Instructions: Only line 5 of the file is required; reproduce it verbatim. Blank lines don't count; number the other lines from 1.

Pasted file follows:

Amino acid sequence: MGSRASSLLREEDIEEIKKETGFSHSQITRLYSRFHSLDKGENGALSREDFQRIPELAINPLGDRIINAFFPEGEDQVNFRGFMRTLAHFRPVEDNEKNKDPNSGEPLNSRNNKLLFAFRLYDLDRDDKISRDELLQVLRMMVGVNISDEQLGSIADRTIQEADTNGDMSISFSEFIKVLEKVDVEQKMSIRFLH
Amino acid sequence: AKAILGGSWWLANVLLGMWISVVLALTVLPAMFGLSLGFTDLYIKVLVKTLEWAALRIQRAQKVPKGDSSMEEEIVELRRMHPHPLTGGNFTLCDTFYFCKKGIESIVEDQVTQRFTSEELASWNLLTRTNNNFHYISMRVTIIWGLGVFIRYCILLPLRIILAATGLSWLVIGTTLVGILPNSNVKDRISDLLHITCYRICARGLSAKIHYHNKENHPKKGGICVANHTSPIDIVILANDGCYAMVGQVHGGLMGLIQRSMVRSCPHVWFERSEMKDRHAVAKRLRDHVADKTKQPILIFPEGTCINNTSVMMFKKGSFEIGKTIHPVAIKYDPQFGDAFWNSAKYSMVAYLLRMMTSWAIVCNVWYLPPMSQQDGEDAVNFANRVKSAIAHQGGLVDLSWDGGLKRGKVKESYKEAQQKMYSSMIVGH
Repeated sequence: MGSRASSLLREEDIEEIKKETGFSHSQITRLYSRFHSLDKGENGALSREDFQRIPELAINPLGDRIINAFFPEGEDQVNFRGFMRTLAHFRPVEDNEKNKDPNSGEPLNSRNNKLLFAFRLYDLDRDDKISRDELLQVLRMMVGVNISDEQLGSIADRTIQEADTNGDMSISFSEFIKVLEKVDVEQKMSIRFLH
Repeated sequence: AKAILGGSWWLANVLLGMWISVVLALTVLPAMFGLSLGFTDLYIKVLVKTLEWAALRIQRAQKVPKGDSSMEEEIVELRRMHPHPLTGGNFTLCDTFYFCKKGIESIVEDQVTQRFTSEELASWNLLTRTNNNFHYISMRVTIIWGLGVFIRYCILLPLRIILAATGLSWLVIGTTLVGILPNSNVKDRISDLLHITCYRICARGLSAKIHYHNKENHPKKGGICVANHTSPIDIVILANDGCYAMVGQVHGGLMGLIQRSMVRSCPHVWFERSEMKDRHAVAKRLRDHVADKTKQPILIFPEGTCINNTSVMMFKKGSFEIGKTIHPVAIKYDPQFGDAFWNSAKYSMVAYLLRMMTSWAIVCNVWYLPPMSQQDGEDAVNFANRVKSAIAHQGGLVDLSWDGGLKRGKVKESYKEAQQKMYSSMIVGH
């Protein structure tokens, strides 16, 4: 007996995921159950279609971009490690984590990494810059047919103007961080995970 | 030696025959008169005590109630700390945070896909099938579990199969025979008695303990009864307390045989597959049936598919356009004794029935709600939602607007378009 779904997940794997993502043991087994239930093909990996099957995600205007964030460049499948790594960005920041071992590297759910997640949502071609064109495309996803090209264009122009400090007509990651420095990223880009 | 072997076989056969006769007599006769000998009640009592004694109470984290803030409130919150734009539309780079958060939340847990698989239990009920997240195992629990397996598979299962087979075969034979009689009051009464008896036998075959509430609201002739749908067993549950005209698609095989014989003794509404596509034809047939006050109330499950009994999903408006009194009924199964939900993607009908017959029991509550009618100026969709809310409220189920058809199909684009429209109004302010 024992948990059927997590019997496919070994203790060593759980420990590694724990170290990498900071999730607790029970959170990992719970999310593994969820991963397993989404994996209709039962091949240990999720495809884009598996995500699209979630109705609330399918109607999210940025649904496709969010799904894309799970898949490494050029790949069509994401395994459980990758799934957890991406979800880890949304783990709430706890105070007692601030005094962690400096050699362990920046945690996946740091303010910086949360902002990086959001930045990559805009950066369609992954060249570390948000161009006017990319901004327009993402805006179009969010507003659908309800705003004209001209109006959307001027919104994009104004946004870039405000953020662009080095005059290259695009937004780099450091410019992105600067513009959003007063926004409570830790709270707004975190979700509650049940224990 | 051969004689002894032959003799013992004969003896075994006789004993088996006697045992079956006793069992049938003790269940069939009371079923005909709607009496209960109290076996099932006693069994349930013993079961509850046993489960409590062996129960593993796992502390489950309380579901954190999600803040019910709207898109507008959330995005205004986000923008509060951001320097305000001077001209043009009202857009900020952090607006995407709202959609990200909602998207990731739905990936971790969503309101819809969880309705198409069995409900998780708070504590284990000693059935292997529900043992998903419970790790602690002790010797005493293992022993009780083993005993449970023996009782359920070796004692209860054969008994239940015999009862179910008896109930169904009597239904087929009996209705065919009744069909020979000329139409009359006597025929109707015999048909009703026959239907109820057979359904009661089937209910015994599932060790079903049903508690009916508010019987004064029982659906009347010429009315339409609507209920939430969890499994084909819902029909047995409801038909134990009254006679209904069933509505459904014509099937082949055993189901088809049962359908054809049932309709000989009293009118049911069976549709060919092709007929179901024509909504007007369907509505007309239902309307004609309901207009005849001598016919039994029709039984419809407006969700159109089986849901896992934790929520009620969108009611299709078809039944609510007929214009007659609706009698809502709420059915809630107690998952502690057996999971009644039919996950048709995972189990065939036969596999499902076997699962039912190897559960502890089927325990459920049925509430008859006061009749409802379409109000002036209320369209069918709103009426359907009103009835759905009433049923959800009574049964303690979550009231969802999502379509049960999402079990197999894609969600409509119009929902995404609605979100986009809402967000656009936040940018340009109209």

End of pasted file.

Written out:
């Protein structure tokens, strides 16, 4: 007996995921159950279609971009490690984590990494810059047919103007961080995970 | 030696025959008169005590109630700390945070896909099938579990199969025979008695303990009864307390045989597959049936598919356009004794029935709600939602607007378009 779904997940794997993502043991087994239930093909990996099957995600205007964030460049499948790594960005920041071992590297759910997640949502071609064109495309996803090209264009122009400090007509990651420095990223880009 | 072997076989056969006769007599006769000998009640009592004694109470984290803030409130919150734009539309780079958060939340847990698989239990009920997240195992629990397996598979299962087979075969034979009689009051009464008896036998075959509430609201002739749908067993549950005209698609095989014989003794509404596509034809047939006050109330499950009994999903408006009194009924199964939900993607009908017959029991509550009618100026969709809310409220189920058809199909684009429209109004302010 024992948990059927997590019997496919070994203790060593759980420990590694724990170290990498900071999730607790029970959170990992719970999310593994969820991963397993989404994996209709039962091949240990999720495809884009598996995500699209979630109705609330399918109607999210940025649904496709969010799904894309799970898949490494050029790949069509994401395994459980990758799934957890991406979800880890949304783990709430706890105070007692601030005094962690400096050699362990920046945690996946740091303010910086949360902002990086959001930045990559805009950066369609992954060249570390948000161009006017990319901004327009993402805006179009969010507003659908309800705003004209001209109006959307001027919104994009104004946004870039405000953020662009080095005059290259695009937004780099450091410019992105600067513009959003007063926004409570830790709270707004975190979700509650049940224990 | 051969004689002894032959003799013992004969003896075994006789004993088996006697045992079956006793069992049938003790269940069939009371079923005909709607009496209960109290076996099932006693069994349930013993079961509850046993489960409590062996129960593993796992502390489950309380579901954190999600803040019910709207898109507008959330995005205004986000923008509060951001320097305000001077001209043009009202857009900020952090607006995407709202959609990200909602998207990731739905990936971790969503309101819809969880309705198409069995409900998780708070504590284990000693059935292997529900043992998903419970790790602690002790010797005493293992022993009780083993005993449970023996009782359920070796004692209860054969008994239940015999009862179910008896109930169904009597239904087929009996209705065919009744069909020979000329139409009359006597025929109707015999048909009703026959239907109820057979359904009661089937209910015994599932060790079903049903508690009916508010019987004064029982659906009347010429009315339409609507209920939430969890499994084909819902029909047995409801038909134990009254006679209904069933509505459904014509099937082949055993189901088809049962359908054809049932309709000989009293009118049911069976549709060919092709007929179901024509909504007007369907509505007309239902309307004609309901207009005849001598016919039994029709039984419809407006969700159109089986849901896992934790929520009620969108009611299709078809039944609510007929214009007659609706009698809502709420059915809630107690998952502690057996999971009644039919996950048709995972189990065939036969596999499902076997699962039912190897559960502890089927325990459920049925509430008859006061009749409802379409109000002036209320369209069918709103009426359907009103009835759905009433049923959800009574049964303690979550009231969802999502379509049960999402079990197999894609969600409509119009929902995404609605979100986009809402967000656009936040940018340009109209």